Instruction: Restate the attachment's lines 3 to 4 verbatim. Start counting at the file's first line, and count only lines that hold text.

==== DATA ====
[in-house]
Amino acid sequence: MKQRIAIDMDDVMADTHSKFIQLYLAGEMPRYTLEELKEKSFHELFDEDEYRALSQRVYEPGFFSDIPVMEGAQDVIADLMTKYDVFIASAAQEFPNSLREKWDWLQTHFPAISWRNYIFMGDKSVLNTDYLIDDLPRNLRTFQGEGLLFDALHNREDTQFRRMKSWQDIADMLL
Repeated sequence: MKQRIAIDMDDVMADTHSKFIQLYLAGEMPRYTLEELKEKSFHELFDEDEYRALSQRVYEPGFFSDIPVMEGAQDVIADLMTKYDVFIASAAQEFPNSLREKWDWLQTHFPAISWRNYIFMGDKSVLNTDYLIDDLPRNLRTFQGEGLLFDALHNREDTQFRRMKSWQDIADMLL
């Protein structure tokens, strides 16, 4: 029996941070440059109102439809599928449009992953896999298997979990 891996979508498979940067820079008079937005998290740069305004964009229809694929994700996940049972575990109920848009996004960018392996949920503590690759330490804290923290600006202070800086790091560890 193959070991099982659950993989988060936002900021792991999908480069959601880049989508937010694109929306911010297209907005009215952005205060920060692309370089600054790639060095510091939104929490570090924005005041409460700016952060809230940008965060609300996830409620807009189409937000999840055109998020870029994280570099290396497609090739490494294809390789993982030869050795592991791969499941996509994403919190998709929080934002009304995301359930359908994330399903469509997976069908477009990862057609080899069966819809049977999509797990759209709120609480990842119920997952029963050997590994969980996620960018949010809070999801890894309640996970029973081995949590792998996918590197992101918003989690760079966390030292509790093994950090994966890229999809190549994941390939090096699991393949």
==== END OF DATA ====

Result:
Repeated sequence: MKQRIAIDMDDVMADTHSKFIQLYLAGEMPRYTLEELKEKSFHELFDEDEYRALSQRVYEPGFFSDIPVMEGAQDVIADLMTKYDVFIASAAQEFPNSLREKWDWLQTHFPAISWRNYIFMGDKSVLNTDYLIDDLPRNLRTFQGEGLLFDALHNREDTQFRRMKSWQDIADMLL
């Protein structure tokens, strides 16, 4: 029996941070440059109102439809599928449009992953896999298997979990 891996979508498979940067820079008079937005998290740069305004964009229809694929994700996940049972575990109920848009996004960018392996949920503590690759330490804290923290600006202070800086790091560890 193959070991099982659950993989988060936002900021792991999908480069959601880049989508937010694109929306911010297209907005009215952005205060920060692309370089600054790639060095510091939104929490570090924005005041409460700016952060809230940008965060609300996830409620807009189409937000999840055109998020870029994280570099290396497609090739490494294809390789993982030869050795592991791969499941996509994403919190998709929080934002009304995301359930359908994330399903469509997976069908477009990862057609080899069966819809049977999509797990759209709120609480990842119920997952029963050997590994969980996620960018949010809070999801890894309640996970029973081995949590792998996918590197992101918003989690760079966390030292509790093994950090994966890229999809190549994941390939090096699991393949």